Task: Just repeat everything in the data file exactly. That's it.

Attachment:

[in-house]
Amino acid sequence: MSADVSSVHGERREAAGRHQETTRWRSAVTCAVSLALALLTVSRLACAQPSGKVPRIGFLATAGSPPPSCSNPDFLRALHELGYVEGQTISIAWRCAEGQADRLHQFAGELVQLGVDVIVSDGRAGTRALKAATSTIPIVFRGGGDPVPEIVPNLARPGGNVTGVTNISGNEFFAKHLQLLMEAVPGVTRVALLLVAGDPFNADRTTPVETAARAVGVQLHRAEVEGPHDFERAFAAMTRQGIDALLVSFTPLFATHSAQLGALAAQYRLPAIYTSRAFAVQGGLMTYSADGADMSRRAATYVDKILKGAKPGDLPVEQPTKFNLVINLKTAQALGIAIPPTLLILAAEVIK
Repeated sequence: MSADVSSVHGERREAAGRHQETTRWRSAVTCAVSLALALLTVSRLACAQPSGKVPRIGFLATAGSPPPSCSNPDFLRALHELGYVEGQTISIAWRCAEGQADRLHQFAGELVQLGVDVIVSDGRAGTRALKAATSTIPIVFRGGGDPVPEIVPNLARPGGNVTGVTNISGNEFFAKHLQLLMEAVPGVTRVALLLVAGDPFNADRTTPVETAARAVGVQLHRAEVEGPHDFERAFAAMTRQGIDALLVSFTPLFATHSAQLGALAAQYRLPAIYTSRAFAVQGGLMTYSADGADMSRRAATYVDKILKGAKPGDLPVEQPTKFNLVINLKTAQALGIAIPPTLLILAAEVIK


[in-house]
Amino acid sequence: MSADVSSVHGERREAAGRHQETTRWRSAVTCAVSLALALLTVSRLACAQPSGKVPRIGFLATAGSPPPSCSNPDFLRALHELGYVEGQTISIAWRCAEGQADRLHQFAGELVQLGVDVIVSDGRAGTRALKAATSTIPIVFRGGGDPVPEIVPNLARPGGNVTGVTNISGNEFFAKHLQLLMEAVPGVTRVALLLVAGDPFNADRTTPVETAARAVGVQLHRAEVEGPHDFERAFAAMTRQGIDALLVSFTPLFATHSAQLGALAAQYRLPAIYTSRAFAVQGGLMTYSADGADMSRRAATYVDKILKGAKPGDLPVEQPTKFNLVINLKTAQALGIAIPPTLLILAAEVIK
Repeated sequence: MSADVSSVHGERREAAGRHQETTRWRSAVTCAVSLALALLTVSRLACAQPSGKVPRIGFLATAGSPPPSCSNPDFLRALHELGYVEGQTISIAWRCAEGQADRLHQFAGELVQLGVDVIVSDGRAGTRALKAATSTIPIVFRGGGDPVPEIVPNLARPGGNVTGVTNISGNEFFAKHLQLLMEAVPGVTRVALLLVAGDPFNADRTTPVETAARAVGVQLHRAEVEGPHDFERAFAAMTRQGIDALLVSFTPLFATHSAQLGALAAQYRLPAIYTSRAFAVQGGLMTYSADGADMSRRAATYVDKILKGAKPGDLPVEQPTKFNLVINLKTAQALGIAIPPTLLILAAEVIK